Arts and Entertainment

The New York Philharmonic Returns in a Pickup Truck

The NY Phil Bandwagon is bringing live music to all five boroughs through informal pop-up concerts.

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By Adrianna Peng

The evening comes sooner than expected.

It’s only five o’clock, yet the sky is already darkening, and the first droplets of rain begin to fall on the pavement. On the streets, rush hour is starting, and there’s the faint crescendo of revving traffic. A slight drizzle starts, and I quicken my pace. I turn on the block and start to cross the street when something catches my eye.

The first thing I see is the pickup truck. It’s parked right outside one of the parks, painted scarlet red, with some words on the side that I can’t quite make out. There’s a small handful of people standing beside it. I stop at the crosswalk and walk toward the truck. I move closer and see it: the words “NY Phil” and “Bandwagon,” boldly emblazoned on its side.

On the small “stage”—a raised platform on the grass—there are only three musicians: violinist Yulia Ziskel, violist Cynthia Phelps, and cellist Sumire Kudo, who are all part of the Philharmonic’s orchestra. The organizer and founder of the initiative introduces himself as Anthony Roth Costanzo, a countertenor, actor, and producer, who recently starred in Philip Glass’s opera “Akhnaten.”

It’s been almost half a year since the Philharmonic closed the doors of its famous Lincoln Center concert hall. It isn’t expected to open through at least the beginning of 2021, and even then prospects are uncertain. Since then, the Internet has been the Philharmonic’s only venue, from archived material to virtual performances. The performances at Geffen Hall are planned at least a year in advance, with the program and players set well before the concert date. The Bandwagon, however, is endlessly adaptable; from the program to the players to the venue, Costanzo stresses they’re “still learning as [they] go.”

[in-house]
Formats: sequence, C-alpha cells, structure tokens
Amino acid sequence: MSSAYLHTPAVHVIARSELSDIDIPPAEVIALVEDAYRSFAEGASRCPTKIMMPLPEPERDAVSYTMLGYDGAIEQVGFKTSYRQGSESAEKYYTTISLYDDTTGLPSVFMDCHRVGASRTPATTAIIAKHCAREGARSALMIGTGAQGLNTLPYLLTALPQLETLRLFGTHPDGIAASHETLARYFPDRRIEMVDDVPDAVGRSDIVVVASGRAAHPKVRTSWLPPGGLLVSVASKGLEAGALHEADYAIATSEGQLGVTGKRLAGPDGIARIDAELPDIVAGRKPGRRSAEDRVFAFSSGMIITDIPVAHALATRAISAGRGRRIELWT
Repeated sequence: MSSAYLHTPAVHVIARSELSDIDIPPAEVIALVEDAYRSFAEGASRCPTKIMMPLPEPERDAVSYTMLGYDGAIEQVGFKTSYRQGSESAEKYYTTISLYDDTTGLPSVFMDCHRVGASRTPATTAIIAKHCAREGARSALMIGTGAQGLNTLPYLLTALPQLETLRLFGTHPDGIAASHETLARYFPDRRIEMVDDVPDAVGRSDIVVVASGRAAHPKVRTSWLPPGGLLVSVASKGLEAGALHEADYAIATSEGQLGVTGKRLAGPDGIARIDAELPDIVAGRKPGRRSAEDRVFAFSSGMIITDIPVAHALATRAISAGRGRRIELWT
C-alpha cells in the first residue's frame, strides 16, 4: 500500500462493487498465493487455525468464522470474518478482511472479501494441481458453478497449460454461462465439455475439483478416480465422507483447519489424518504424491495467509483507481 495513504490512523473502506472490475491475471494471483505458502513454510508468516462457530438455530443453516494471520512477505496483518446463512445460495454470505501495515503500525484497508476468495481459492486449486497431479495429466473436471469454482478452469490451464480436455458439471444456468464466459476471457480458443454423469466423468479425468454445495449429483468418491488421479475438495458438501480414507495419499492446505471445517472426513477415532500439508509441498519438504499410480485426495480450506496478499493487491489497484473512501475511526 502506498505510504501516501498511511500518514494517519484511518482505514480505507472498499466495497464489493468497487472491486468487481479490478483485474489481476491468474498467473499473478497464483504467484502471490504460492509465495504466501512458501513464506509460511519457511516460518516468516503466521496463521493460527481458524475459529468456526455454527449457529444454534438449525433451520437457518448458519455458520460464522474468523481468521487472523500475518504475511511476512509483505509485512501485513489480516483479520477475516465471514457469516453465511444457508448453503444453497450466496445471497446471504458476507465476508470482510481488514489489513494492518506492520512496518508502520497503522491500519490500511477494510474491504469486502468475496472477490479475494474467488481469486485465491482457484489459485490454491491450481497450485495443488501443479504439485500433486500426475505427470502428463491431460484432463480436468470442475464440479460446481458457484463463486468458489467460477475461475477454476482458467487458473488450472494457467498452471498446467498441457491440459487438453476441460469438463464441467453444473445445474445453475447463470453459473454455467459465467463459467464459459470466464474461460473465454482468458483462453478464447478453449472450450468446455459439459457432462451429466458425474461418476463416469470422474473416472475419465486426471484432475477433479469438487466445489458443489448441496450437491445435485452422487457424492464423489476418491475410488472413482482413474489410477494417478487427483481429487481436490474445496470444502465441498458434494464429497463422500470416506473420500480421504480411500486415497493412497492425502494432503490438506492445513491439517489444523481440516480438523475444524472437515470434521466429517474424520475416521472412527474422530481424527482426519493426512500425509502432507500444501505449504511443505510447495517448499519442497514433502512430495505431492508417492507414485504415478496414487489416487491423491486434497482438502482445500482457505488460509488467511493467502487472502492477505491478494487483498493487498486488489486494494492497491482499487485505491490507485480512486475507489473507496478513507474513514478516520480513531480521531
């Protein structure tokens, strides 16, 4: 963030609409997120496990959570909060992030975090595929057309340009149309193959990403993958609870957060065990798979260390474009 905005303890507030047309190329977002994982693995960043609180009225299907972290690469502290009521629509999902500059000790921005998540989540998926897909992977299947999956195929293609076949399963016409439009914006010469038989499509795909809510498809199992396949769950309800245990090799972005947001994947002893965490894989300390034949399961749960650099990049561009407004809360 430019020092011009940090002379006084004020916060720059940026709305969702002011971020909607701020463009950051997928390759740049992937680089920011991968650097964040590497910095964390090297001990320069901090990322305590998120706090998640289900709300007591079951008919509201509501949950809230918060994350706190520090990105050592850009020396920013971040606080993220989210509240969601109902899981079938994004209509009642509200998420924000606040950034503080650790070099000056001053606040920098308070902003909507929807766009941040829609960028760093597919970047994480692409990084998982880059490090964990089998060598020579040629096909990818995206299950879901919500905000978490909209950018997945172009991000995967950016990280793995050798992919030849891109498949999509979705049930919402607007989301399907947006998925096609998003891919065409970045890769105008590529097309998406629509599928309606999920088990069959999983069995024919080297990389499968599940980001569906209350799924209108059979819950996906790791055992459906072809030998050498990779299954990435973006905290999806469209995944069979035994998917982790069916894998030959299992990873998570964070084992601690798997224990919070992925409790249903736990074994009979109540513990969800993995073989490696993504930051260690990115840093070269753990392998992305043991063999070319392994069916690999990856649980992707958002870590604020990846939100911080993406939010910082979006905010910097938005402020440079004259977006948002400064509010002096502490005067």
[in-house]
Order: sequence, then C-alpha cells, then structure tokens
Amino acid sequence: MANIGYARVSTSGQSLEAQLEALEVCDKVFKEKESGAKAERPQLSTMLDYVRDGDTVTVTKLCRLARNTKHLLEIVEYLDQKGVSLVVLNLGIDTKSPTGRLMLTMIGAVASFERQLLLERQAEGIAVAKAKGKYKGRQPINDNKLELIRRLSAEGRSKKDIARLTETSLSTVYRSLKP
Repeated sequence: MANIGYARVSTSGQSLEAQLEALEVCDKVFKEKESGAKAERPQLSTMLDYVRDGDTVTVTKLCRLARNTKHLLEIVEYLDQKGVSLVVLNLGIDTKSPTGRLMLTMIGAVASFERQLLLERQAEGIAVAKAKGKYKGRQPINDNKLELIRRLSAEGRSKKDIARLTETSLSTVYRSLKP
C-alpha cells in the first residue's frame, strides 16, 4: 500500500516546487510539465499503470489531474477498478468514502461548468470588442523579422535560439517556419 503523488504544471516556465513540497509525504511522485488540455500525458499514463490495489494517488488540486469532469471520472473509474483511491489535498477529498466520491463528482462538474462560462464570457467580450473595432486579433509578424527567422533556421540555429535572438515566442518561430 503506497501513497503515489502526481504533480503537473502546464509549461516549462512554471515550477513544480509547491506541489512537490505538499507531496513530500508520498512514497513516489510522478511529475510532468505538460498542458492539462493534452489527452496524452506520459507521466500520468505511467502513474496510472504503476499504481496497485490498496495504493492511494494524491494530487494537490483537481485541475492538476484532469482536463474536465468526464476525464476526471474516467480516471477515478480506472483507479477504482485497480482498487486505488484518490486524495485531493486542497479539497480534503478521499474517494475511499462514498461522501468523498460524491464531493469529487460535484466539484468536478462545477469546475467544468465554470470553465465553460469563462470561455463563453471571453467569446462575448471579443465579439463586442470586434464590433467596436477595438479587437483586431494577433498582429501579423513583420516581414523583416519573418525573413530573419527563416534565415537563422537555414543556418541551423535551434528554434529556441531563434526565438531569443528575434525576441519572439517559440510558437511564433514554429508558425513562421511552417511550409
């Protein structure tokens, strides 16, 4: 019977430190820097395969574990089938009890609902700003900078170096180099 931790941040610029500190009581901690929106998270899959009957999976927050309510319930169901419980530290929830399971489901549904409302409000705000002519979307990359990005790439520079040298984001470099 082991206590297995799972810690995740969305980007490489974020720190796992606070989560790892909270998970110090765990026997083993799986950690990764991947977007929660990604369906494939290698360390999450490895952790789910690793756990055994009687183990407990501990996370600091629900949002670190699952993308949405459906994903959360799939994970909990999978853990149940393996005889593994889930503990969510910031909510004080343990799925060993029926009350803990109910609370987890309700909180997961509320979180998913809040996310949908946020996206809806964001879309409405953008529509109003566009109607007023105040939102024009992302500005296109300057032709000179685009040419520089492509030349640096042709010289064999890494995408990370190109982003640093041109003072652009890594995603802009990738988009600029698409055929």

Pop-up concerts like the Bandwagon are not a new concept: just like food trucks or pop-up retailers from bakeries to clothing shops, stumbling upon them by chance attaches something special to each encounter. The unpredictability and temporary nature of each pop-up, combined with the small-scale audience, make for an intimate and memorable experience that is needed more than ever in the age of the coronavirus.

The Philharmonic’s musicians will travel across the city in their rented Ford F-250 to bring live music, from classical to contemporary works, to audiences in all five boroughs from August 28 to November 8 with nine performances weekly each Friday, Saturday, and Sunday. The location and times of the concerts are unannounced to prevent crowds from gathering—and so that everyone has a front-row seat.

The performance starts with Carlos Simon’s “loop” for string trio, a special commission for the Philharmonic. Before the trio begins to play, Costanzo reads out loud Simon’s inspiration for the piece: “Before this crisis, my life was filled with many different varying experiences, but COVID-19 has forced my daily regime into a seemingly never-ending loop. My piece ‘loop’ represents my mundane, day-to-day life for the past couple months.”

For the remainder of the program, the Bandwagon performs classical string trios and arrangements of operas and musicals, with vocals sung by Costanzo. After “loop,” they play the Scherzo from Dohnányi’s “Serenade in C major,” a fast-paced, lively movement, followed by a sweeping arrangement of Purcell’s “Dido’s Lament,” from the opera “Dido and Aeneas,” then Beethoven’s elegant “Adagio-Allegro con brio” from String Trio in G major, then Handel’s aria “Lascia ch’io pianga” from the opera “Rinaldo,” and lastly Gershwin’s playful “I've Got Rhythm” from the musical “Girl Crazy.”

The pieces they play are fleeting, yet each presents its own beautiful intensity. Simon’s “loop” is barely under four minutes, but as the trio begins to play, the rain begins to fall. With the piece’s erratic rhythms and the upending entrance of the storm, it almost feels like a scene out of a film: the protagonist, running through the rain, chasing after seemingly unattainable dreams.

After the piece ends, umbrellas are drawn over the trio, and the music continues.